National Museum Bangkok
Visit National Museum Bangkok to see valuable pieces of Thai heritage and art up close. View ancient sculptures, royal antiques and statues of Buddha from every era of Thai history, all surrounded by traditional Thai architecture.
The National Museum Bangkok dates back to the 19th century. King Rama V started a public museum in 1874 in the Grand Palace complex to display the many treasures left to him by his father. This collection was later moved to nearby Wang Na and kings have since added to it.
Today, the museum’s many galleries span history from the time of the first capital cities, Sukothai and Ayutthaya, through to Rattanakosin and the modern Thai Kingdom. You could spend a day looking at just the collection of art, musical instruments, costumes and antiques. If you have limited time, grab a map from the entrance and take your pick from galleries dedicated to different artistic periods and various Asian regions.
Visit the teak Red House, built for a sister of King Rama I, and admire the Chinese carved bed. Most people visit the Buddhasaiwan shrine, an ornate building which contains some of the oldest murals in Bangkok and a Phra Phutta Sihing statue. Bangkok is one of three cities that claims to have the original of this highly-revered Buddha figure. Whether the real thing or not, this statue is paraded around each Thai New Year so people can sprinkle it with water for luck.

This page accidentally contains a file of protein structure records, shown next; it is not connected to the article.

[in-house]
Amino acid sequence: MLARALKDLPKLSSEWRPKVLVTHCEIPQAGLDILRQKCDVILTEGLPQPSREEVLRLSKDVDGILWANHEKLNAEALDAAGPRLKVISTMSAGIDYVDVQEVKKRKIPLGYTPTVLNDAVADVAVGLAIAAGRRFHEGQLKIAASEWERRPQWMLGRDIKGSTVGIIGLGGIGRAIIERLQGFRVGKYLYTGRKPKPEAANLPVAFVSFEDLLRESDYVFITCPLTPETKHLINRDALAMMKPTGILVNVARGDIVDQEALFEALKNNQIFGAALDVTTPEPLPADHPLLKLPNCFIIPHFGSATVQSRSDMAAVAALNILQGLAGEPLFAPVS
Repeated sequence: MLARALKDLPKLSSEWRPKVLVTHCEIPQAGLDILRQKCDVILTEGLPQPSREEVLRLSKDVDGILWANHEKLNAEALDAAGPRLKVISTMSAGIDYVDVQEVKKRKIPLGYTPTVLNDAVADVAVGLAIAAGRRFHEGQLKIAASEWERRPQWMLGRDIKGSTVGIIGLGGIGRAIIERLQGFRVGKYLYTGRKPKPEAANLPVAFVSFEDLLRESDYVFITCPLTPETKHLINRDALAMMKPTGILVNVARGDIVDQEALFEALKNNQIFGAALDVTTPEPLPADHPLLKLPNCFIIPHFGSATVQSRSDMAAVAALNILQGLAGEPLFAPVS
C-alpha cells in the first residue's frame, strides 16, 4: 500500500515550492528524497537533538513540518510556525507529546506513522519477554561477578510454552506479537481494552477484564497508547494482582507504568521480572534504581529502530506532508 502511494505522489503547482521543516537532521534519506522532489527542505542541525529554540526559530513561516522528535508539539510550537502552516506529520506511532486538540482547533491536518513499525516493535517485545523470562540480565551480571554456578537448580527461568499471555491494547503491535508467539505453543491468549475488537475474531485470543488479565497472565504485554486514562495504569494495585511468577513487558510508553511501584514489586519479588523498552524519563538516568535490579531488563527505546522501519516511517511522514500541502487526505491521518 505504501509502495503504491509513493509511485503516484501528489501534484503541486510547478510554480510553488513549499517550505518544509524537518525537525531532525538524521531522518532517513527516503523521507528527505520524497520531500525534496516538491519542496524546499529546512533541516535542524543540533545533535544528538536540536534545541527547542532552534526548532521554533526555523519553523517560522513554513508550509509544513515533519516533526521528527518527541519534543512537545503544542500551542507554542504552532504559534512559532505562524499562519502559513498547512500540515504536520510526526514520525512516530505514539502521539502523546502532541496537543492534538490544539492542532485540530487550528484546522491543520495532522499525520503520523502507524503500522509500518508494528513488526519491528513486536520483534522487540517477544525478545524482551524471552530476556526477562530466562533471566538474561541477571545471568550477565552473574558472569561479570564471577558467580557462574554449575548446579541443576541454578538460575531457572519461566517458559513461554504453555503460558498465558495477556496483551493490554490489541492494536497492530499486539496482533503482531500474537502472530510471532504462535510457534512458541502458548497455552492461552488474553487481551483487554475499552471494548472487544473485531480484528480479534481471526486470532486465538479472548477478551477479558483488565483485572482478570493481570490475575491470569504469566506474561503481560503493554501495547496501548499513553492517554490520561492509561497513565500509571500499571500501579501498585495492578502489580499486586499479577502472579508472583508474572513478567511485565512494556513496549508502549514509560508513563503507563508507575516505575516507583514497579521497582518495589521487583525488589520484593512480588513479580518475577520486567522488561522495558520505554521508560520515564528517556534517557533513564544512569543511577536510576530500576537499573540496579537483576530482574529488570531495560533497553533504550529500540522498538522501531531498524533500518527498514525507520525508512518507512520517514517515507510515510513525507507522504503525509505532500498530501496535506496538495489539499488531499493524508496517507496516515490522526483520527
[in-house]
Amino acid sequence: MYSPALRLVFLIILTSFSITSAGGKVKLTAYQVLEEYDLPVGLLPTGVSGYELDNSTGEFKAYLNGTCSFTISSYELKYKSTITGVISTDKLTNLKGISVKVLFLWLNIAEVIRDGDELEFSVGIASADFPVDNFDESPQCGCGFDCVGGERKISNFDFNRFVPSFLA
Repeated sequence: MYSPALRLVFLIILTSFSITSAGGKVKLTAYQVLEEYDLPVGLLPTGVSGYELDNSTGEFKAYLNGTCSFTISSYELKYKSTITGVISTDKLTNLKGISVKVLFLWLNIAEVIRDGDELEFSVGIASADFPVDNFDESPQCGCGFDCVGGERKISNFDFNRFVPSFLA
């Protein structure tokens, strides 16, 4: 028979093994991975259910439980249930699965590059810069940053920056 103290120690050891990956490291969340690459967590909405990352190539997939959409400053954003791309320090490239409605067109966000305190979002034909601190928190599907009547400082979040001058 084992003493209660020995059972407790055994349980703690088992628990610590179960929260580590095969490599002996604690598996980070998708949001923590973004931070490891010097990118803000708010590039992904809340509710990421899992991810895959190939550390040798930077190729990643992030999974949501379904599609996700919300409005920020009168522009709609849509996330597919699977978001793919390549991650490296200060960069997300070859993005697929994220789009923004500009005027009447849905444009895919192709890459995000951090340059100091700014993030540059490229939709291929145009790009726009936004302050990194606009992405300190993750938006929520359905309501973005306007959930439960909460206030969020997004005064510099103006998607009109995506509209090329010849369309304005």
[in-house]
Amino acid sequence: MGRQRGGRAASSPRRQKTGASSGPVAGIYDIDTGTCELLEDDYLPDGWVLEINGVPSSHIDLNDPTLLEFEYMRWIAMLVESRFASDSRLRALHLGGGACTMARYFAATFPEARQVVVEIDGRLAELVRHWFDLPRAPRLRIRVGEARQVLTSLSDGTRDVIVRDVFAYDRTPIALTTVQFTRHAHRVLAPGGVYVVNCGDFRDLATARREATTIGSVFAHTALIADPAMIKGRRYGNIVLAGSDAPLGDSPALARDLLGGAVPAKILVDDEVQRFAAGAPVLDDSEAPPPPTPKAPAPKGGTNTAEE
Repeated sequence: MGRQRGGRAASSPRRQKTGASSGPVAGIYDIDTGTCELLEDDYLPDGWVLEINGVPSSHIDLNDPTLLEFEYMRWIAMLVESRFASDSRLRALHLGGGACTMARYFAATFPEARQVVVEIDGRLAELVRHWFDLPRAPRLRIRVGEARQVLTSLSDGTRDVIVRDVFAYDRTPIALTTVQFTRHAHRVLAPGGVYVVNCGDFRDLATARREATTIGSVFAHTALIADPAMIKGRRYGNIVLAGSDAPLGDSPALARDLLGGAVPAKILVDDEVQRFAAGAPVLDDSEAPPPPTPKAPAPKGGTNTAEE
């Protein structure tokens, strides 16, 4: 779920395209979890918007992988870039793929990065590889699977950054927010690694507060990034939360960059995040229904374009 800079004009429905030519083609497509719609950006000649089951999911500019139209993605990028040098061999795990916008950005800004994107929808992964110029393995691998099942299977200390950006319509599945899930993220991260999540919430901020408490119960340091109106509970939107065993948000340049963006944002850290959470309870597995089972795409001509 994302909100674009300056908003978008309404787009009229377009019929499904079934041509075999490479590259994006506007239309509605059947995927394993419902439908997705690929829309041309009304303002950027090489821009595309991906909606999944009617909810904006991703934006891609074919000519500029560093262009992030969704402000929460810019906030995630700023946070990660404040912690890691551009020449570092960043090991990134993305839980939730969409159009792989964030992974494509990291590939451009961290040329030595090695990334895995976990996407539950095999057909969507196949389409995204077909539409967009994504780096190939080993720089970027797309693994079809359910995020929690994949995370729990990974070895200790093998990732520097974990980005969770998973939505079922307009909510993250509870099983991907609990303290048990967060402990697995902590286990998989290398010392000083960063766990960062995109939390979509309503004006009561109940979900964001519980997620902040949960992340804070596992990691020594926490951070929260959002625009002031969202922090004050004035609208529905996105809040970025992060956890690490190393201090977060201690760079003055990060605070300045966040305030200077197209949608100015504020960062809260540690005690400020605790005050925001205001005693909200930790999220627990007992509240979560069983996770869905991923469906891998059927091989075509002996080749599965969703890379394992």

In the ornate halls, you’ll also find other still-functional relics such as the funeral chariots. These decorative carriages occasionally take royals to their final resting place.
he museum is located in the Old City. You can walk to it from the Grand Palace or Khao San Road, or take a taxi or the ferry to Tha Phrachan Nuea pier. It is closed on Mondays, Tuesdays and national public holidays. There is an admission fee, and there are in-depth tours that you can join if you visit early morning on Wednesday or Thursday.